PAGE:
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5 truths on using freelancers without a contract

Many small businesses start off by using freelance contractors as and when needed rather than permanent employees. This makes perfect sense until one knows exactly what the business will need by way of help and whilst capital is still limited and unpredictable. HOWEVER, it does NOT mean that the agreement itself with the sub-contractor can be ignored and without one, a business could risk losing not just money, but its entire business! This is why:

  1. There is no implied duty of confidentiality owed by a self-employed consultant (as there would be for an employee). So all of your business information, client and supplier contacts that you may share with your contractor are exposed and free for them to use as they please! Therefore, it is important to impose express confidentiality obligations on the consultant which cover his/her activities both during and after the engagement.
  2. Everything created by the freelancer belongs to the freelancer-even if you have paid for it! For those businesses in the creative industry, it is vital to understand that if you sub-contract a creative project, the intellectual property rights (e.g. copyright) arising as a result of services provided will normally belong to the consultant and NOT to you. As you will usually want to take ownership of these rights, it is important to include specific assignment provisions in the consultancy agreement.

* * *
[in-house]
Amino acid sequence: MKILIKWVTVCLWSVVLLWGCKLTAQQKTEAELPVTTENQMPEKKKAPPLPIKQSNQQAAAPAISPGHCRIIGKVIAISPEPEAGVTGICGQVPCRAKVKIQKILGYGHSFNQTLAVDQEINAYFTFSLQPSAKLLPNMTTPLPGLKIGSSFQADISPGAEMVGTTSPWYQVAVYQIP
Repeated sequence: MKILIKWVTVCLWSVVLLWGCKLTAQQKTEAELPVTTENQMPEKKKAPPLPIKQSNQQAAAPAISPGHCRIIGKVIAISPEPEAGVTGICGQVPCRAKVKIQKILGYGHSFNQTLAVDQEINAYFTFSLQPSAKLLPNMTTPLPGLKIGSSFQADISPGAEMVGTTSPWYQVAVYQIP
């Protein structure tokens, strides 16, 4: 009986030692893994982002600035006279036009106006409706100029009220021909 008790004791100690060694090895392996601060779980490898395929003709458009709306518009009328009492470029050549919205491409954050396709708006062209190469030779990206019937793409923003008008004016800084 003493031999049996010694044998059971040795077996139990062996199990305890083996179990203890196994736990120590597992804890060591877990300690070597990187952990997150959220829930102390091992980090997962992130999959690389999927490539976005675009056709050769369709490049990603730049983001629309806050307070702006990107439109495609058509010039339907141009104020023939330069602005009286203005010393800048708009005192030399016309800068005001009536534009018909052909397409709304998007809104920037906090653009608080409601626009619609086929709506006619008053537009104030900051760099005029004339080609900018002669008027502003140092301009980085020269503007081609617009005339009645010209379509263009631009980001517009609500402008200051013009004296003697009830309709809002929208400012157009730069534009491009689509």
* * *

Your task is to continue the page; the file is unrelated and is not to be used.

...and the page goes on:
3. They may not be insured. If the job or project you outsource would cause a big loss if the contactor gets it wrong, you can use the agreement to impose an obligation on the contactor to take out insurance to cover his/her liability and have added peace of mind.
  4. Unwitting overcommitment.Without an agreement, there is the risk that the terms between you and the sub-contractor are not at all clear and that statements you have made casually become legally binding.
  5. They may actually be an EMPLOYEE.You may be inadvertently creating an employer- employee relationship and not only have to account to the tax man for PAYE and NIC, but also face claims for maternity/paternity pay, unfair dismissal and redundancy claims if you do not follow the proper process!

If you need terms to get you started, we have a  Freelance Contractor Agreement in our ‘oven -ready’ document shop to put your mind at rest.

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